Friday, June 13, 2014

Word Cup fever

if you dont know a lot about football but you still want to join in with all of the excitement that the world cup awards brings us every year, then here are a few tips and tricks for you to use for yourself to help you blend in more easily and maybe even make yourself look like a actual footballing expert as well.
as soon as the referee blows on his throat flute to get the football match started make sure you say one of these things:
come on football
kick off
lets get this event started
good luck
i think that we are going to be in for a great game
i hope that our football team gets the points that they require
i am enjoying myself
if a player gets a tackle on him shout some of these things as loud as you can:
keep your knees to yourself you italian idiot
put your shorts back on and get up
it is a good job that he has got plastic shin sheets on the bottom of his legs or he would have to be carried home in a wheelchair
this cant be happening
why isnt he moving anymore
great tackle
when a goal is scored take your top off and scream any or all of these things:
what a goal
that is the type of strike that i like to see
he striked that one like he was kicking a ball at a prison
right off the top of his head
slam dunk
homeward bound
that is 1 point for us
kiss my knee
directly into the net
three men and a little lady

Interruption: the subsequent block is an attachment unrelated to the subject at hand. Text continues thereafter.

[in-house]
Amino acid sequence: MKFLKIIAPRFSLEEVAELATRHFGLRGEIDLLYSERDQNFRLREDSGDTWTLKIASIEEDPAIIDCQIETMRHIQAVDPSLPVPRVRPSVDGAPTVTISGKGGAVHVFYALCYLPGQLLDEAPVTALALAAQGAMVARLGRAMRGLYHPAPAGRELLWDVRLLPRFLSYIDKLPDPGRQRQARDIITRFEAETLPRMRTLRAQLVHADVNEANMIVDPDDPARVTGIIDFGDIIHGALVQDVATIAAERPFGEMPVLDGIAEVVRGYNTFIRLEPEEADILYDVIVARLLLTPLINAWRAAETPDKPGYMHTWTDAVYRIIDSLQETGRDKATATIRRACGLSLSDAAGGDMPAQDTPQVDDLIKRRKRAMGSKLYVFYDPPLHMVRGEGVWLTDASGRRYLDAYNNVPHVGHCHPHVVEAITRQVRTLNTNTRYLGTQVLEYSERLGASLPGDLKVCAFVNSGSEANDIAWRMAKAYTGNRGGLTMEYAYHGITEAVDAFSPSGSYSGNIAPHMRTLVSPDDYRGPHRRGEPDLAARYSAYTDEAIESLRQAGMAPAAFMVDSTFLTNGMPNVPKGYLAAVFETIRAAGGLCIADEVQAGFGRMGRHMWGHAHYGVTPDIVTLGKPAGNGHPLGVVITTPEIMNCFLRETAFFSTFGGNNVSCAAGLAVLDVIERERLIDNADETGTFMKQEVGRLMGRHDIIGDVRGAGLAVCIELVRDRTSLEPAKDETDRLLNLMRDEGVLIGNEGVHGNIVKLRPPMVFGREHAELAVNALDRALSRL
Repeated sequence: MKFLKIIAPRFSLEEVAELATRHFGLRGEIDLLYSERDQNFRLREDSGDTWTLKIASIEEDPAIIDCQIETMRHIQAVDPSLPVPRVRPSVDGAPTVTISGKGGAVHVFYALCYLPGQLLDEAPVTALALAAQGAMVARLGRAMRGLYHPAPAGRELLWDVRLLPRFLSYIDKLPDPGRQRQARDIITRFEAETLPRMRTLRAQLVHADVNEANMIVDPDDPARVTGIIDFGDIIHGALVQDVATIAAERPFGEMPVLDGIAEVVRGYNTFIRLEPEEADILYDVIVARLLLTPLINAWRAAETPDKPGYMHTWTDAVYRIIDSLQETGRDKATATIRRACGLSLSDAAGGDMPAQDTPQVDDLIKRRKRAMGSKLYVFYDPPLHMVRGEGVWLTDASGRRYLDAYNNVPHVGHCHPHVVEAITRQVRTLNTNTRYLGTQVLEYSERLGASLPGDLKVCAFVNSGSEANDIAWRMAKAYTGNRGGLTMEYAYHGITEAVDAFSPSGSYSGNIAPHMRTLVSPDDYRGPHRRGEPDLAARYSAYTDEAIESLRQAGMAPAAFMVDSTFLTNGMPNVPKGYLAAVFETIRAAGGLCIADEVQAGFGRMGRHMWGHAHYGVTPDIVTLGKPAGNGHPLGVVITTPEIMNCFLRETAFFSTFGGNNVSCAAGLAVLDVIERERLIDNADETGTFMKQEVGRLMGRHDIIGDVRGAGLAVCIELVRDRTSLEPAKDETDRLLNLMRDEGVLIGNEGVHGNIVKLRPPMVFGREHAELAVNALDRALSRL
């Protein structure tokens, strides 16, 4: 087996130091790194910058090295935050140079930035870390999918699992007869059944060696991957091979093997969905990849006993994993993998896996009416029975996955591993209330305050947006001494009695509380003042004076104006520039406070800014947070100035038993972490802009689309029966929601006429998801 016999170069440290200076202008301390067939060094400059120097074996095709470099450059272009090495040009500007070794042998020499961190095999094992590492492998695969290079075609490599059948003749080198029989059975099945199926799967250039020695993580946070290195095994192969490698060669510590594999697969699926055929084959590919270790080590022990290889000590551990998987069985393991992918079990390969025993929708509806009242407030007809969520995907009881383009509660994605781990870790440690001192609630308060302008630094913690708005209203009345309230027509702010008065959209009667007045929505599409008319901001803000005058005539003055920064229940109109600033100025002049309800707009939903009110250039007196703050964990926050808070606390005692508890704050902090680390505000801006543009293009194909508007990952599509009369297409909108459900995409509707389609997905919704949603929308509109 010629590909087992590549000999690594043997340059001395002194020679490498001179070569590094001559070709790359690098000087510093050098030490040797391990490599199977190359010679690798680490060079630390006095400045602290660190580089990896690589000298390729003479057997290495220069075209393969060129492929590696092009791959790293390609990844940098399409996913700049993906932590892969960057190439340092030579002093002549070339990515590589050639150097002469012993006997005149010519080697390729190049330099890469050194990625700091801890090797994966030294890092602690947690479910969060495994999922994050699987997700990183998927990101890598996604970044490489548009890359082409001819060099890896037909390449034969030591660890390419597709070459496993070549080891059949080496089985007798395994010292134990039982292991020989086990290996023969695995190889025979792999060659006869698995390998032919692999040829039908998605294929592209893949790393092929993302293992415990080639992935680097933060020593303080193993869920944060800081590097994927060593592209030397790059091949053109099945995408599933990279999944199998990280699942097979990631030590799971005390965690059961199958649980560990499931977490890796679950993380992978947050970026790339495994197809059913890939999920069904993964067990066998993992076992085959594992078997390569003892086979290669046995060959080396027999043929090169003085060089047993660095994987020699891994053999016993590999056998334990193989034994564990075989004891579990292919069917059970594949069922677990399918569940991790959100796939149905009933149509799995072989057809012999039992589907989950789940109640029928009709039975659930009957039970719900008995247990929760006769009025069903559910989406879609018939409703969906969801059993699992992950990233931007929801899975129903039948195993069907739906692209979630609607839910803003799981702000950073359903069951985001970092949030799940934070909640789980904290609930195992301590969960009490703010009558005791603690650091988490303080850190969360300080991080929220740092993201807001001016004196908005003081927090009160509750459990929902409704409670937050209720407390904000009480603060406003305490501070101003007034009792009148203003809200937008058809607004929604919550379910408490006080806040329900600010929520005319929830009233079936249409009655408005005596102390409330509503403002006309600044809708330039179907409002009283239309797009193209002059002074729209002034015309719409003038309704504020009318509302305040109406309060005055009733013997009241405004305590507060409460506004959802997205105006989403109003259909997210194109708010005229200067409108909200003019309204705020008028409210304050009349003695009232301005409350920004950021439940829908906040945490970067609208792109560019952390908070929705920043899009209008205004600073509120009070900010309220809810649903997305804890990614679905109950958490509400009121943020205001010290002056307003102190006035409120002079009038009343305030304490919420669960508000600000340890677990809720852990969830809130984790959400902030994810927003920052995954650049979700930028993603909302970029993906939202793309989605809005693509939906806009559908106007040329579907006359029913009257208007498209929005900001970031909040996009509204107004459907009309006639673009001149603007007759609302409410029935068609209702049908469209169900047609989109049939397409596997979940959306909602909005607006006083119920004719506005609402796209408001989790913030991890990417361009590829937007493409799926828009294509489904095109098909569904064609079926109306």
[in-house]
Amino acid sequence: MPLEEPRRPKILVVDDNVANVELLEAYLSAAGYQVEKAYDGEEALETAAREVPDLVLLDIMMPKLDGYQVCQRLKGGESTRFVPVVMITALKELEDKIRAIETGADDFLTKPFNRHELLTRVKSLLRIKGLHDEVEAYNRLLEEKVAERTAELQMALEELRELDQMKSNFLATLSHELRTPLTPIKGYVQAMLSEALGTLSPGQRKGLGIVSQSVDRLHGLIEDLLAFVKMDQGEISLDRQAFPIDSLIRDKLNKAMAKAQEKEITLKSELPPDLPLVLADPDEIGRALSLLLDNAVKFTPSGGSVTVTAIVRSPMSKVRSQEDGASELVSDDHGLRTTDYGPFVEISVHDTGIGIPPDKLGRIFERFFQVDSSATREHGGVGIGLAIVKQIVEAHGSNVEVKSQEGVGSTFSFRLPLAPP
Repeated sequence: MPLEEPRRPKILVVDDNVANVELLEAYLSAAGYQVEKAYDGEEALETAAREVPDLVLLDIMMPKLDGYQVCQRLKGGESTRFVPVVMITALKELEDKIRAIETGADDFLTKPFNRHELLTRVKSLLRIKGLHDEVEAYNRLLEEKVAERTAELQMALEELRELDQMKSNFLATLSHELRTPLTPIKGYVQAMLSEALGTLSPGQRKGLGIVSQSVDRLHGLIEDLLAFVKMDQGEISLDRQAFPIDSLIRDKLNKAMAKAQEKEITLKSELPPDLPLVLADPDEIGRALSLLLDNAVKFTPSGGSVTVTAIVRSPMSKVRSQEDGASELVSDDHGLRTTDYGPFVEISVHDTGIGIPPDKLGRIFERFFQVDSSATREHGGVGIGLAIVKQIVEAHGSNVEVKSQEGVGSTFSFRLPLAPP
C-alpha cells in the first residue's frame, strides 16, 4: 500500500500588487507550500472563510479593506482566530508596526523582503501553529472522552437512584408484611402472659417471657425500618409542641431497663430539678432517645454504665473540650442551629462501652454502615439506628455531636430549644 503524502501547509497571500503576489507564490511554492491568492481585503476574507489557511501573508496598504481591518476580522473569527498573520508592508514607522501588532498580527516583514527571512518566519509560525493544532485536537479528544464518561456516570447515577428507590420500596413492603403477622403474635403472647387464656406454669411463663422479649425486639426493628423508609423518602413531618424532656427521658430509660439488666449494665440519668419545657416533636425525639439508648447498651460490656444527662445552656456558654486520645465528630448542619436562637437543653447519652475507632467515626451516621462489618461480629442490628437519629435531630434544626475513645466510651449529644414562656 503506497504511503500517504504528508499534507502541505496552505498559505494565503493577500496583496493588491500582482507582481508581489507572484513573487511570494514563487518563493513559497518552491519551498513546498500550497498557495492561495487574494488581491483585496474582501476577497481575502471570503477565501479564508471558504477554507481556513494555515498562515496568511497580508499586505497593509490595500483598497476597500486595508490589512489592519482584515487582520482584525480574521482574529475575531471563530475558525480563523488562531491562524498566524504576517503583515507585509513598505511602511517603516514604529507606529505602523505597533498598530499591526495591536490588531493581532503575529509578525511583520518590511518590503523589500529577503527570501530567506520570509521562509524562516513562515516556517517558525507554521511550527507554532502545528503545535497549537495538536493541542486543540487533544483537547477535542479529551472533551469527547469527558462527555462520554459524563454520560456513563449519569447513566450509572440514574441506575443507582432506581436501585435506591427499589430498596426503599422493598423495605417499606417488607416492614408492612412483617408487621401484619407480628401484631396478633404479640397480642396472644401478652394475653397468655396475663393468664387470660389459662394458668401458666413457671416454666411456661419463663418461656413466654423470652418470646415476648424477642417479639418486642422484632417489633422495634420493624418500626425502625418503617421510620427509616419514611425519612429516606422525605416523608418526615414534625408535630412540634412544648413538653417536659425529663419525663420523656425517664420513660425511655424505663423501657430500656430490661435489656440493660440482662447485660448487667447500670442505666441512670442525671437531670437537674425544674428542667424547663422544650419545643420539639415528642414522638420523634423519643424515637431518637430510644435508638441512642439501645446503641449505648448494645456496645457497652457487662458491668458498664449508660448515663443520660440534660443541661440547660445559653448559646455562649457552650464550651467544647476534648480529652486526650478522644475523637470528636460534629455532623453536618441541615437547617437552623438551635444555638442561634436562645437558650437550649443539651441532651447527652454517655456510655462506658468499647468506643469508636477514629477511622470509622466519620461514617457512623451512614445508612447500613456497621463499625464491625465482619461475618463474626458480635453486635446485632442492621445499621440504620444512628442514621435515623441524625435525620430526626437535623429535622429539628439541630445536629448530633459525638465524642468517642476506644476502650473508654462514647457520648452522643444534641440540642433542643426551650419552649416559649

climb onto my back

Hat tip Spike.

Also, from the extensive background reading I do on your behalf:
HARRY RENNIE, A SCOT WHO KEPT GOAL for Greenock Morton in the 1890s, toughened up by throwing himself onto wooden boards for half an hour each day. John Burridge, a journeyman who played for 29 clubs in England and Scotland between the late 1960s and late 1990s, sharpened his reflexes by asking his wife to throw fruit at him when he wasn’t looking. Gigi Buffon credits his agility in the goalmouth to the time he spent vacationing with his family—his sisters and cousins would tie his hands behind his back and force him to turn somersaults. “How many knocks on the head I took! But I like to think it was that way that I overcame the fear of throwing myself about, diving on the ground even when there isn’t snow to soften the landing,” he wrote in his autobiography. Ronald Reng describes the Argentinean keeper Germ├ín Burgos’s extreme training to overcome natural survival instinct. To keep from turning his head away from the ball, Reng writes, “the goalkeeping coach tied Burgos’s hands behind his back and shot hard at him from close range; all Burgos had to do was parry the ball with his face, again and again. Sometimes his nose broke.”
The methods were not always so brutal. Peter Shilton sought out a dance teacher to purge wasted movements from his technique, writing that the dancer “taught me to keep my feet light and close to the ground, moving them as if skating on ice.” His goal was to become “like an object which can be seen shimmering through a heat haze.”

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